The Road To the Final Four: Which Team Had the Toughest Path?

Which Final Four team has been tested most in the NCAA Tournament?

This year's NCAA Tournament has been a wild ride. We saw perennial contenders go down in the opening weekend and several double-digit seeds playing in the Sweet 16, finally narrowing the field of 68 down to the Final Four.

There is no such thing as an easy road to the Final Four. Winning four games against four of the top 68 teams in college basketball is no easy task for any team, but some roads are filled with more potholes than others.

Each of this year's remaining four teams took a different route to cutting down the nets in their region. Florida, the tournament's number one overall seed, has won every single one of their NCAA Tournament games by 10 or more points, while their Final Four opponent, UConn, needed an extra five minutes just to get past Saint Joseph's in their opening game.

Florida, UConn, Wisconsin and Kentucky all had to earn their way into the tournament's final weekend with hard work and perseverance, but which team faced the toughest test? Here is a closer look at which team our metrics thought had the hardest path to this weekend's Final Four.

Want to know who will surprise, who will bust out, and who will take the tournament? Check out our bracket picks, our game simulator, and more!

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Kentucky, 8 Seed, Winners of the Midwest Region

OpponentSeednERD ScorenERD Rank
Kansas State99.3546th
Wichita State115.5310th

Considering Kentucky has the largest number next to it's name, it makes sense that they would have the toughest road to the final weekend. But what's shocking is just how tough it was. The Wildcats are the only team in the Final Four that had the honor of facing four different teams with nERD scores inside of the top 50, and was the only team to face four opponents with a nERD larger than nine.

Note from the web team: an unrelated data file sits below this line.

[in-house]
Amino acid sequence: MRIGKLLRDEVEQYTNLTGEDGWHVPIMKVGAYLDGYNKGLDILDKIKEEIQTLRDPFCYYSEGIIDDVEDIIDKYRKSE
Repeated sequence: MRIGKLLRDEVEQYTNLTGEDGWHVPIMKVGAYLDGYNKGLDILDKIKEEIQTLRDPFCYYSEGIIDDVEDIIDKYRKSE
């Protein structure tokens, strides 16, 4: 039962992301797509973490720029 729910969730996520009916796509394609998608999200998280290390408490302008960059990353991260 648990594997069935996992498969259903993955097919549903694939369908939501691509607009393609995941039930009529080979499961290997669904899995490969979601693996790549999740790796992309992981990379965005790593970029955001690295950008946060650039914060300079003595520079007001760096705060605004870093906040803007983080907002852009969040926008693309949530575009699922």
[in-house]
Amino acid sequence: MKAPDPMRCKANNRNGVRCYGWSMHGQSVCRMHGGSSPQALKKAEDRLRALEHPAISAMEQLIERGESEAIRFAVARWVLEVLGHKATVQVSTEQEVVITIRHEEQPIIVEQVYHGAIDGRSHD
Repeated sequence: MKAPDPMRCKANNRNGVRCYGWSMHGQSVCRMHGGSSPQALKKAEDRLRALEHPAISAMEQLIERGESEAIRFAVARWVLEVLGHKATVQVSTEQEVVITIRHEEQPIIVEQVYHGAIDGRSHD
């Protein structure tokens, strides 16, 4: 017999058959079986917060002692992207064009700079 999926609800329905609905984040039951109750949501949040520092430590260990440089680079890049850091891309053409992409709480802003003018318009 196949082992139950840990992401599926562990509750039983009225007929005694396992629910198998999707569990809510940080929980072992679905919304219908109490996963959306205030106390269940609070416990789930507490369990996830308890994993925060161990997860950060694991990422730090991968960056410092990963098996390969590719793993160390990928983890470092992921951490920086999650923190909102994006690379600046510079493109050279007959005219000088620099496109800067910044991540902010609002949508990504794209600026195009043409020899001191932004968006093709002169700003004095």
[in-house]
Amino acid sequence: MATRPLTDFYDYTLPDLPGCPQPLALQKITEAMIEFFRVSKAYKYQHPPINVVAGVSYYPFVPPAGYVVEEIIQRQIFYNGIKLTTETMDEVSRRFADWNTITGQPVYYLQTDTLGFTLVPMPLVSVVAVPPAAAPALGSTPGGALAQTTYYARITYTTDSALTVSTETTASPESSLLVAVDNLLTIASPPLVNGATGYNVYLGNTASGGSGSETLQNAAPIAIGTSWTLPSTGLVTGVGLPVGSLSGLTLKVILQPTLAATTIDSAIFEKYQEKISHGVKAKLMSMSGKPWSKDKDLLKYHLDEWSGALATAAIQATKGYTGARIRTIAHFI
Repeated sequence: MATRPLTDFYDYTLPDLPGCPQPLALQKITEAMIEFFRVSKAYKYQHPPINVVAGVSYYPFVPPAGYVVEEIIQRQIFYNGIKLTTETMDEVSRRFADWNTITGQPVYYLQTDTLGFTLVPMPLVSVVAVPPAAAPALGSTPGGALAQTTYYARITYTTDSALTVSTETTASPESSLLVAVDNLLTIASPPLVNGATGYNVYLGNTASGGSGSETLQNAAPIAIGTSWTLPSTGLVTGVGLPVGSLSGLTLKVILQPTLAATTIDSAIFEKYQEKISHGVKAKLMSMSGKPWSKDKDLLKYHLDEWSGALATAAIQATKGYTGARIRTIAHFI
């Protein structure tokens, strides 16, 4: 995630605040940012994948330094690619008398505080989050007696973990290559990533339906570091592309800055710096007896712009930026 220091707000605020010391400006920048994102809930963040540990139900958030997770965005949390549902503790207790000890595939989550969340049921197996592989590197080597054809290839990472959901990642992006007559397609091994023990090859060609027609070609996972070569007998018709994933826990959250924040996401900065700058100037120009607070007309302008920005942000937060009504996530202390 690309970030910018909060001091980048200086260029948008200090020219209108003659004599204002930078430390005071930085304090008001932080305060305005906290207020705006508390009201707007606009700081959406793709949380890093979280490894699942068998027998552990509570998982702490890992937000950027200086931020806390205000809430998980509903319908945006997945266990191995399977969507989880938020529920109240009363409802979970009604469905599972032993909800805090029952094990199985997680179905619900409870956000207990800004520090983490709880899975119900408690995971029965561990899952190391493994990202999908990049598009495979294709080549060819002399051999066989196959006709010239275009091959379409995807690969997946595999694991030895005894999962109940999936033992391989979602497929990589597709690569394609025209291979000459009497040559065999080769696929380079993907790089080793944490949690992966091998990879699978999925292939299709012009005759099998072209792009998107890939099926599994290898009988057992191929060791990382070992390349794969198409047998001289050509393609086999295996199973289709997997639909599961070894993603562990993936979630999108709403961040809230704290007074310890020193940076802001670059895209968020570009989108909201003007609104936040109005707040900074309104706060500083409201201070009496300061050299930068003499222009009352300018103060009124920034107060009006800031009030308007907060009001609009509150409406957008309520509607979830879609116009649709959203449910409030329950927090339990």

After an impressive 56-49 opening round victory over a Kansas State squad that many people picked to knock off the Wildcats, The Midwest Region champions found themselves in a dog fight with the region's number one seed, undefeated Wichita State. Despite 31 points from Cleanthony Early, Kentucky was able to knock off the Shockers in one of the best games of the tournament on the back of 13 points, 10 rebounds and 6 assists from star forward Julius Randle. It was this game that truly opened people's eyes and made them realize that this Kentucky squad was different than the one that lost to South Carolina just a month ago.

Following their win over the Midwest Region's top seed, the Wildcats faced what our metrics view as an even tougher test in a familiar matchup against in-state rival Louisville. Although they currently have the second-best nERD in the nation behind Arizona (who I'll get to a little later), at the time of their Sweet 16 matchup, the Cardinals had the number one nERD in the country and were an incredibly dangerous team. This young Kentucky team was able to limit their turnovers against the vaunted Louisville press before knocking off the Cardinals in an extremely close 74-69 win.

The Elite Eight provided Kentucky with another stern test against the second-seeded Michigan Wolverines. Michigan was an experienced team who played decent defense and could shoot the lights out. It took everything the Wildcats had, including a clutch, game-winning contested three from Aaron Harrison to beat Michigan and make it to the Final Four.

While the numbers do show that Kentucky had an incredibly tough road to the Final Four, the metrics just simply do not do it justice. By defeating Wichita State, Michigan and last year's champions, Louisville, Kentucky became the first team in NCAA Tournament history to defeat three of last year's Final Four teams. Very few people picked the Wildcats because of their youth and lack of experience but, as they often do, Big Blue proved that they are indeed one of the elite teams in college basketball.

UConn, 7 Seed, Winners of the East Region

OpponentSeednERD ScorenERD Rank
St. Josephs108.2260th
Iowa State314.615th
Michigan State415.749th

Much like Kentucky, UConn had to beat two teams with top-10 nERD scores in the country in Villanova and Michigan State en route to the Final Four. Also, similarly to the Wildcats, the Huskies had to play a number of razor close games in order to make it to the final weekend of the tournament.

As I mentioned earlier, UConn was pushed to the brink as early as their opening matchup with Saint Joseph's. The Huskies were losing nearly the entire game, but were somehow able to outlast the Hawks in overtime. If it weren't for some late game heroics by star guard Shabazz Napier, this UConn squad would have been a first round out and an after thought in the story of this tournament.

Surprisingly, the one game that the East region champions were able to win by double digits was against the team that, according to both the selection committee and our metrics, was their toughest opponent of the tournament in the Villanova Wildcats. Despite being a two seed, many people thought that Nova was overrated and the Huskies proved that to be true.